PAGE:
Raphael: We designed the service around a corporate customer. These are people who when they have a need, and you’re serving the need, they’ll be willing to pay for the purchase. I think people are inclined to pay upfront. The question is if they trust the platform.
But I think more important is also to understand the economics of Pay on Delivery. What you find out is that often times customers don’t show up for these products. We have an experience of running an eCommerce business so we factored in all of these. If we show up and the customer is not there to pick the product do you have to come back a second and (often) third times. Say you have like 50 orders a day, you end up running an operation that will look like you have a 100 orders per day because you’re running around and the customers are not there to receive the products.
We decided to turn this around, by reassuring and never disappointing the customer. We also make sure that when we tell the customer we’re going to be there, we will be there. When the customer comes to our site they choose exactly which day and time they want the products. So it (payment on order) encourages the customer to be there and also encourages us to be there when the customer will be there. Both sides are happy when the customer pays upfront and we deliver to them on time.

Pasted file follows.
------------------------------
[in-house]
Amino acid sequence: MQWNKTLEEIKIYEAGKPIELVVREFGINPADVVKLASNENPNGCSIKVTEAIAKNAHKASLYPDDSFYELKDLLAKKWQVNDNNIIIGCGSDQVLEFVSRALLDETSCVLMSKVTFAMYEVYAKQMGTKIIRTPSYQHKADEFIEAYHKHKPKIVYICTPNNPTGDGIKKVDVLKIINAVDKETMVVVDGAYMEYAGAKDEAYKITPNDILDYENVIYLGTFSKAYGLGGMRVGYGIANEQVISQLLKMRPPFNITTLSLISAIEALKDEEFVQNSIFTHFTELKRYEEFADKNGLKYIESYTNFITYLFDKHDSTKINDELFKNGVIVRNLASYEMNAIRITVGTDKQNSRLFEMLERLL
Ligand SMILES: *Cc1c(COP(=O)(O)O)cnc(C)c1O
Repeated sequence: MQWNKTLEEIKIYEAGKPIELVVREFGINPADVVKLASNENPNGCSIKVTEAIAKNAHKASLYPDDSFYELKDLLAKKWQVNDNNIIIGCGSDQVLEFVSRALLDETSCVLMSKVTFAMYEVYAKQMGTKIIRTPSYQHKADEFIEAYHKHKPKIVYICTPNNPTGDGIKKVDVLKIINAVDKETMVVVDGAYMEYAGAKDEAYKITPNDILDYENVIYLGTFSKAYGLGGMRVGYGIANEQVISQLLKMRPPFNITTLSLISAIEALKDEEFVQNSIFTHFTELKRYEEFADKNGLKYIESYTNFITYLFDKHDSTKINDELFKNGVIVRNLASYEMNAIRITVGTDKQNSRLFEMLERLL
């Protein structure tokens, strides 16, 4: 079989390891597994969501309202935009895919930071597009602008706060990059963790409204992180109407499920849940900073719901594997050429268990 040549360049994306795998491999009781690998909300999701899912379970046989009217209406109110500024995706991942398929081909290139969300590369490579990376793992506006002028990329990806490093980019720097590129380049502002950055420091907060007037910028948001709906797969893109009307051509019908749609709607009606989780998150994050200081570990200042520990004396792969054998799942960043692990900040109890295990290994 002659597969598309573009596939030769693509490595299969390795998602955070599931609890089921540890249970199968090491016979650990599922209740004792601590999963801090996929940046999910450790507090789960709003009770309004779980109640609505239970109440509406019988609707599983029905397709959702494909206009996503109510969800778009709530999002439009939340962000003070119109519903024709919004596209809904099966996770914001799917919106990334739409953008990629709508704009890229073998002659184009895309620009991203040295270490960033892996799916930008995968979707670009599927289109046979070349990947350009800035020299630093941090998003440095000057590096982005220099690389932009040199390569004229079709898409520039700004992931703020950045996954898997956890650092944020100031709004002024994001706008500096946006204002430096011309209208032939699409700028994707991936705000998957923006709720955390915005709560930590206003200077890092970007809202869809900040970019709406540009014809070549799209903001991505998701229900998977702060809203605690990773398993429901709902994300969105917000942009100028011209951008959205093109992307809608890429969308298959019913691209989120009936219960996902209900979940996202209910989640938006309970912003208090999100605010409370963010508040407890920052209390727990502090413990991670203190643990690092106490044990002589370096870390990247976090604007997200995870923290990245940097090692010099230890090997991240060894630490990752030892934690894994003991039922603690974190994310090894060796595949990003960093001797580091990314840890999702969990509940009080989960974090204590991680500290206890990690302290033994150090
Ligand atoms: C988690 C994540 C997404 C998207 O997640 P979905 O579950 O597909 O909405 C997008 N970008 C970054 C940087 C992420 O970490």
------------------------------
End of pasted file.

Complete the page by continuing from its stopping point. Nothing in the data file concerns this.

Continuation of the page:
I think when people talk about Pay on Delivery what they fail to factor in is all the hidden costs, especially when you have a bigger operation. A bigger operation means more bikes, more drivers and more people handling cash. You will need a system to monitor those people because, cash is cash right? We’d rather focus on great customer experience and building around that. And so far it’s been good.
Asides the obvious challenges to Nigerian eCommerce – payments and logistics and all – are they any specific challenges to running Supermart?
Gbolahan: I don’t know if there’s any that is unique to business like ours but, I think the key to running any business is finding good people across the organisation.
We lay a lot of emphasis on the personal shoppers who are picking the items and the drivers delivering them. Personal shoppers are key to the operation so we train them in terms of knowing the difference between things like the regular and cherry tomatoes or different kinds of cheese, picking the freshest fruits and being able to contact and communicate with customers if they have to replace an item or suggest a replacement. Same goes for the drivers. If you’ve ever received a delivery from Supermart you know that our drivers are always well dressed and able to communicate effectively.